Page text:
13 November 2008
What is heat stroke
Heat stroke is also known as sunstroke or thermic fever. Heat stroke occurs when the body's core temperature rises above 40.5oC and its internal systems start to shut down. Heatstroke can be brought on by high environmental temperatures, by strenuous physical activity, or by other conditions that raise your body temperature. Whatever the causes, heat stroke is a life-threatening emergency that requires immediate medical treatment to prevent brain damage, organ failure or death.
Adequate hydration and keeping cool is the best way to prevent all heat-related illness, including heat stroke.
What are the symptoms of heat stroke
Symptoms of heat stroke include:
• very high body temperature
• red, hot and dry skin
• dry swollen tongue
• rapid pulse
• shallow, rapid breathing
• throbbing headache
• confusion or 'strange' behaviour
• possible loss of consciousness.
Heat stroke is a medical emergency. Seek medical assistance immediately, cool the person and apply first aid
Who is at risk?
All people are at risk of heat related illness; those at greatest risk are:
• people over 75 years
• babies and young children
• people with chronic diseases (high blood pressure, heart disease, respiratory disease, diabetes or circulatory diseases)
• people who are obese
• people on some medications
• people who are socially isolated
• people who work outdoors or in hot and poorly ventilated areas
• people engaging in vigorous physical activity in hot weather
• people who are not acclimatized to the heat, e.g., overseas visitors.
The health impacts of high temperatures are worse when:
• it is humid
• night time temperatures (i.e., daily minimum temperatures) remain high
• if is difficult to cool dwellings
• there are high pollution levels
• it remains hot for more than two days in a row.
How is it treated?
• Call triple zero (000) for an ambulance
• Get the person to a cool, shady area and lay them down while you're waiting for emergency medical help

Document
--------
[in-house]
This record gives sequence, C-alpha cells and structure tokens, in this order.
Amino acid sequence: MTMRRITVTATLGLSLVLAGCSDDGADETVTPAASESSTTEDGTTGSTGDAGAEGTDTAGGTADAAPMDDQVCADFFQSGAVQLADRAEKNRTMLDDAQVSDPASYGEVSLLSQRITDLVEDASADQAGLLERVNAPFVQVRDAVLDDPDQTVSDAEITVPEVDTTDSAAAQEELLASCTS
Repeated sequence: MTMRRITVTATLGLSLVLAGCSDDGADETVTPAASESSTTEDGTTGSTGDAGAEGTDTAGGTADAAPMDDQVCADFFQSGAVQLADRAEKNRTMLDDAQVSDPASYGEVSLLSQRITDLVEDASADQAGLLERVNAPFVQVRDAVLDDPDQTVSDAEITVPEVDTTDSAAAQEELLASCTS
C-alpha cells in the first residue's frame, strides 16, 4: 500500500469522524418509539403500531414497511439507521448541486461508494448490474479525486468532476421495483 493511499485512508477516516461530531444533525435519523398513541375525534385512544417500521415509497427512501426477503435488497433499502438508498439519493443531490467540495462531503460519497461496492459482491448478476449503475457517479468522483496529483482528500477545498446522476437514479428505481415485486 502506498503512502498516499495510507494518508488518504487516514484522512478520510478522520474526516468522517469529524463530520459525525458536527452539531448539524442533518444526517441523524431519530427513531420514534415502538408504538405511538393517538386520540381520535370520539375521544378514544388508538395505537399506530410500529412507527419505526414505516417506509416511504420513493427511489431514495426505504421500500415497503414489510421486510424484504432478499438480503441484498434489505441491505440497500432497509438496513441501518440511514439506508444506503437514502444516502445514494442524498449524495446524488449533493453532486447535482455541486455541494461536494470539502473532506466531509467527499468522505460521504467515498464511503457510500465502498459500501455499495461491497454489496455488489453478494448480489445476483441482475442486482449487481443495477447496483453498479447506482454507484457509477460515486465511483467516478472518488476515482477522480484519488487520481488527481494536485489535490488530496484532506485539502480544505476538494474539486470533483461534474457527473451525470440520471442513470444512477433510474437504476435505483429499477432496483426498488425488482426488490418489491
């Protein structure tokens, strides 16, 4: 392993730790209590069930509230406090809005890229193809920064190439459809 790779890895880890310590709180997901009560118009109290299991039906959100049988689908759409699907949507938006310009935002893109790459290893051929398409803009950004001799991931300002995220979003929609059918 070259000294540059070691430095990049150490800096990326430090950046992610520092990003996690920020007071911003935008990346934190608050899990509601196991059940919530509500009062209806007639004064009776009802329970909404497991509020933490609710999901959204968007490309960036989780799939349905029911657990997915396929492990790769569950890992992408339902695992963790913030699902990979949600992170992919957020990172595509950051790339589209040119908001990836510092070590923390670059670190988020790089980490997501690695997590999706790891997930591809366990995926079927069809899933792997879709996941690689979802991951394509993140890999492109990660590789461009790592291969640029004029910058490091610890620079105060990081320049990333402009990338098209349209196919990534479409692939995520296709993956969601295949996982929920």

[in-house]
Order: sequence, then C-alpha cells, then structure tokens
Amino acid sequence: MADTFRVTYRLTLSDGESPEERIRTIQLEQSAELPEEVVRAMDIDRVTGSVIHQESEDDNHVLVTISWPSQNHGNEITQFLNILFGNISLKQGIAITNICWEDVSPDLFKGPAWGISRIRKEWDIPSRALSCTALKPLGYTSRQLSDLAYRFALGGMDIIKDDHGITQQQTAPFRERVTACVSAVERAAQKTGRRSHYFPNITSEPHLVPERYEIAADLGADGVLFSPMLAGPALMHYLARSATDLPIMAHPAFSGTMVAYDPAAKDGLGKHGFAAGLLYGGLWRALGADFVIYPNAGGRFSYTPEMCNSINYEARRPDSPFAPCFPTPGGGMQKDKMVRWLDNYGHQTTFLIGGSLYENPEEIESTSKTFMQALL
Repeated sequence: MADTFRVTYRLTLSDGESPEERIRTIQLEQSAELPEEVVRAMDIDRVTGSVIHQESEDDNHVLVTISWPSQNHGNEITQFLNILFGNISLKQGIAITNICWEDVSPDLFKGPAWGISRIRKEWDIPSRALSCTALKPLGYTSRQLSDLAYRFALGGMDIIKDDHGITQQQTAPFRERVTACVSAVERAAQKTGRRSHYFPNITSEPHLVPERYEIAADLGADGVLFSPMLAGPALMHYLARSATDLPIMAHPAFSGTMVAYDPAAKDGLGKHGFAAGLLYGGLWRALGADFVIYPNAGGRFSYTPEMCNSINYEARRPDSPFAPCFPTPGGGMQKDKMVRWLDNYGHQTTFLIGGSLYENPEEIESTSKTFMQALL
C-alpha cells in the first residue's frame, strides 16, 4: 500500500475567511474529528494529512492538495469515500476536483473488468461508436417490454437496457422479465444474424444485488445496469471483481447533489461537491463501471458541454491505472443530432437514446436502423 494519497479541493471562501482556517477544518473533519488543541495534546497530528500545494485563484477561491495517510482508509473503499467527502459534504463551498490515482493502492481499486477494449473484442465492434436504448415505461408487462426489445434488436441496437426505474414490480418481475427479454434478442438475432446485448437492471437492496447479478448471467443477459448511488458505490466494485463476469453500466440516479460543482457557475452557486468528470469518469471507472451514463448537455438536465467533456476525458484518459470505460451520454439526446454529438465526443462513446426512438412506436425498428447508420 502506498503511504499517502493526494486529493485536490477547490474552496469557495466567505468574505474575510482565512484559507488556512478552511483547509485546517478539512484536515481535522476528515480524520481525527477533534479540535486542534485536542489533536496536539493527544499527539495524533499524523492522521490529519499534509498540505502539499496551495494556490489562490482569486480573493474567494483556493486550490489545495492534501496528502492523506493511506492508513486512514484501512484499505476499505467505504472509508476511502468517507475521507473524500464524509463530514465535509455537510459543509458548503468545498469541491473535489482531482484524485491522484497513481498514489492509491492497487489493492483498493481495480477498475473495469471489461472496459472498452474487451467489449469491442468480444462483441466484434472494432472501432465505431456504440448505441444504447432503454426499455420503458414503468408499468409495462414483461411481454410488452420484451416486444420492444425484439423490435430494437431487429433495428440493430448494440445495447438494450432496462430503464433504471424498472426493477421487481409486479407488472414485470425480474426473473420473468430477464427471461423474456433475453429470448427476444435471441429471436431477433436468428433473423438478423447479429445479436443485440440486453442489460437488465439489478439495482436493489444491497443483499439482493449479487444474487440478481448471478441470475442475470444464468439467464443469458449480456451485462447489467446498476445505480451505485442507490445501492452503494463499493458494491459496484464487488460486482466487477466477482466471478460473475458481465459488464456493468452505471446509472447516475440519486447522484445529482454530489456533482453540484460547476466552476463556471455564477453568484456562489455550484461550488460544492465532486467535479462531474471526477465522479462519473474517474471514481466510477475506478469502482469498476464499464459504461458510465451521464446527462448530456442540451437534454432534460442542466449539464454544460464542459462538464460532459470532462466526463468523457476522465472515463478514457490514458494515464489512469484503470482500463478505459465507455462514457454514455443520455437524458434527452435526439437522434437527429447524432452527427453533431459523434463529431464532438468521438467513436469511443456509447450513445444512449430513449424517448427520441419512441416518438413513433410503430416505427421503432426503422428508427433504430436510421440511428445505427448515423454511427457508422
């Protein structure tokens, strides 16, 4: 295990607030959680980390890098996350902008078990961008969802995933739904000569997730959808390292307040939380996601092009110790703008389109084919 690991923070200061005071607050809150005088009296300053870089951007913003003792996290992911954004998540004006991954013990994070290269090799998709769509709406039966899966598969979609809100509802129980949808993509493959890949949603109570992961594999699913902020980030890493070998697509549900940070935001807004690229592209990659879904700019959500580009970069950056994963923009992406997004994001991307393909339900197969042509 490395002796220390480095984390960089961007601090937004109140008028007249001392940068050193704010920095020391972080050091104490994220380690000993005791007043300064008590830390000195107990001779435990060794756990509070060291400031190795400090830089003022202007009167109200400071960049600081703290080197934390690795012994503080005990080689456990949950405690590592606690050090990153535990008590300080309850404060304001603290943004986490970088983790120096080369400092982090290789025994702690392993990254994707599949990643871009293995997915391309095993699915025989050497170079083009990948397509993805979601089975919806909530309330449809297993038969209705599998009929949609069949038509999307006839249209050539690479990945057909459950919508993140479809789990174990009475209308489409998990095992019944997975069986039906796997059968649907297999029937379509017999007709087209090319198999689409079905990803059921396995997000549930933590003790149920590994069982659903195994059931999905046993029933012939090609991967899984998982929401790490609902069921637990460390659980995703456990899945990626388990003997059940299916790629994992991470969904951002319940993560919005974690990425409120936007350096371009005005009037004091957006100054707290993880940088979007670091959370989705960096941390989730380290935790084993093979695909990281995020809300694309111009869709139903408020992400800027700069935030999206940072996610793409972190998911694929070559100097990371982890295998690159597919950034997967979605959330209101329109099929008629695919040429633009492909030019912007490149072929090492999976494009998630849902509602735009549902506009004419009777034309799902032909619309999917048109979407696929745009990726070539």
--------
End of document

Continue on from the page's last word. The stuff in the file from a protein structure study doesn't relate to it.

• Cool the person rapidly, using whatever methods you can. For example, immerse the person in a tub of cool water; place the person in a cool shower; spray the person with cool water from a garden hose; sponge the person with cool water; or if the humidity is low, wrap the victim in a cool, wet sheet and fan them vigorously, put ice pack on the person's wrists, armpits, groin area and side of neck.
• If they are able to drink, give the person cool non-alcoholic drinks.
• Do NOT give the person alcoholic drinks.
• If unconscious, position the person on their side and clear their airway.
• If medical attention is delayed, seek further instructions from ambulance or hospital emergency staff.
How can it be prevented?
Suggestions for preventing heat-related illness include:
• drinking plenty of water or other cool, non-alcoholic drinks. (Check with your doctor if you are on limited fluids or fluid pills)
• stay indoors or in the shade
• staying cool and keep air circulating around you. Use air-conditioning if possible (if you don't have air-conditioning, consider visiting an air-conditioned shopping centre or public library)
• reducing physical activity and avoiding vigorous exertion in hot weather
• resting often if activity is unavoidable
• eating regular light meals
• wearing lightweight clothing
• taking a cool shower, bath or sponge bath
• checking on older, sick and frail people who may need help coping with the heat (at least twice a day)
• never leave a person or pets in a closed parked car.
If you must be out in the heat:
• limit outdoor activity to cooler times (mornings or evenings)
• when in the sun, prevent exposure and sunburn covering exposed skin with lightweight clothing, wearing a broad brimmed hat or legionnaire style cap, using sunscreen (at least SPF15) on exposed skin and wearing sunglasses. Remember to reapply sun screen every two hours and after swimming or activity that makes you perspire.
• drink plenty of fluids and rest regularly in the shade.
Suggestions for preventing heat-related illness in the workplace or at an event.
• Develop and follow a heat prevention plan.
• Knowing the signs and symptoms of heat stroke and know how to respond.
• Ensure that there is adequate ventilation, air movement, and cool shady places for people to rest.
• Ensuring that there is plenty of free water available and that it is easily accessible.